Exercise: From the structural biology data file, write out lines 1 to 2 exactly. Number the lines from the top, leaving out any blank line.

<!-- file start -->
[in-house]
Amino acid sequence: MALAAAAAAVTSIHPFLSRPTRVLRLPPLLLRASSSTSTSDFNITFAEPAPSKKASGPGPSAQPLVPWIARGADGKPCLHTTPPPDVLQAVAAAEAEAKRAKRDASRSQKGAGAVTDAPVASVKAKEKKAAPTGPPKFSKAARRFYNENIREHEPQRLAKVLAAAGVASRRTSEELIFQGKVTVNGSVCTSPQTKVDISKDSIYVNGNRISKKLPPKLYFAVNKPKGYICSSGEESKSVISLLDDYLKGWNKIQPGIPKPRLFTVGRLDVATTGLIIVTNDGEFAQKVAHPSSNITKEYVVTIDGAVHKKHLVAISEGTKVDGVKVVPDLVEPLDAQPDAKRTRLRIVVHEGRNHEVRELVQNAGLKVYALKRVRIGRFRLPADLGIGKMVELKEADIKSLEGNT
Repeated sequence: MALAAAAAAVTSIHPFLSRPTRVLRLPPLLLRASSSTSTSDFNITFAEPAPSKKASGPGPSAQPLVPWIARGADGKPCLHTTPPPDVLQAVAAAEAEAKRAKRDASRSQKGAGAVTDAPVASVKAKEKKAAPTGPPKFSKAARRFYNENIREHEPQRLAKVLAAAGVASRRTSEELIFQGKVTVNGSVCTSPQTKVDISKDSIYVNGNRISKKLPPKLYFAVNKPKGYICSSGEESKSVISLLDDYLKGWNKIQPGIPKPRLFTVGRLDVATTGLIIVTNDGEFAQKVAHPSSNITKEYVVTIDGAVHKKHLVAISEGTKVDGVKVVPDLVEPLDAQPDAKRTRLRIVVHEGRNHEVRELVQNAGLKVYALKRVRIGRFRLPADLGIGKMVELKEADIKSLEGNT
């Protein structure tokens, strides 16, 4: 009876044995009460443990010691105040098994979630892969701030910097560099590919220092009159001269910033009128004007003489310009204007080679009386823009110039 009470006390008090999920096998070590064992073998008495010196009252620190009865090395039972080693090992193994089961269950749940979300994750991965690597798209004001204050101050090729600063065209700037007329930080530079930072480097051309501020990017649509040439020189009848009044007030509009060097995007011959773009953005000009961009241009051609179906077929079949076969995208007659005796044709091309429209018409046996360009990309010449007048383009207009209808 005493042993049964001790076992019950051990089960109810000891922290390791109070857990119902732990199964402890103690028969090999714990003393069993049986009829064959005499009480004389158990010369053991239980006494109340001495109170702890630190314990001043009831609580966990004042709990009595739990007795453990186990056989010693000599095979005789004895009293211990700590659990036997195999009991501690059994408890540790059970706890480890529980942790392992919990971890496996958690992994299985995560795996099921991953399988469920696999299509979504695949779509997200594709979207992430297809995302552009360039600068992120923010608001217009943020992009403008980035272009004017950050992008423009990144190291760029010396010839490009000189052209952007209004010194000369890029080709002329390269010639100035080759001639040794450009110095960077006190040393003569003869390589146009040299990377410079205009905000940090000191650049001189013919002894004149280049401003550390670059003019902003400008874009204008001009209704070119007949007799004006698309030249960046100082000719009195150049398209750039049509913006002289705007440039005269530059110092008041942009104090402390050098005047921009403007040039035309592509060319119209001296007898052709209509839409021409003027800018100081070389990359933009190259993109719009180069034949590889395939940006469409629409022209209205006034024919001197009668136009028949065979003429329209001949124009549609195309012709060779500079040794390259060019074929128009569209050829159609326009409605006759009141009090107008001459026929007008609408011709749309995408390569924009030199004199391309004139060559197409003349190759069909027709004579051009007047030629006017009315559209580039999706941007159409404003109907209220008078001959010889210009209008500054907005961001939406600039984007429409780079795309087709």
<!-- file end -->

[in-house]
Amino acid sequence: MALAAAAAAVTSIHPFLSRPTRVLRLPPLLLRASSSTSTSDFNITFAEPAPSKKASGPGPSAQPLVPWIARGADGKPCLHTTPPPDVLQAVAAAEAEAKRAKRDASRSQKGAGAVTDAPVASVKAKEKKAAPTGPPKFSKAARRFYNENIREHEPQRLAKVLAAAGVASRRTSEELIFQGKVTVNGSVCTSPQTKVDISKDSIYVNGNRISKKLPPKLYFAVNKPKGYICSSGEESKSVISLLDDYLKGWNKIQPGIPKPRLFTVGRLDVATTGLIIVTNDGEFAQKVAHPSSNITKEYVVTIDGAVHKKHLVAISEGTKVDGVKVVPDLVEPLDAQPDAKRTRLRIVVHEGRNHEVRELVQNAGLKVYALKRVRIGRFRLPADLGIGKMVELKEADIKSLEGNT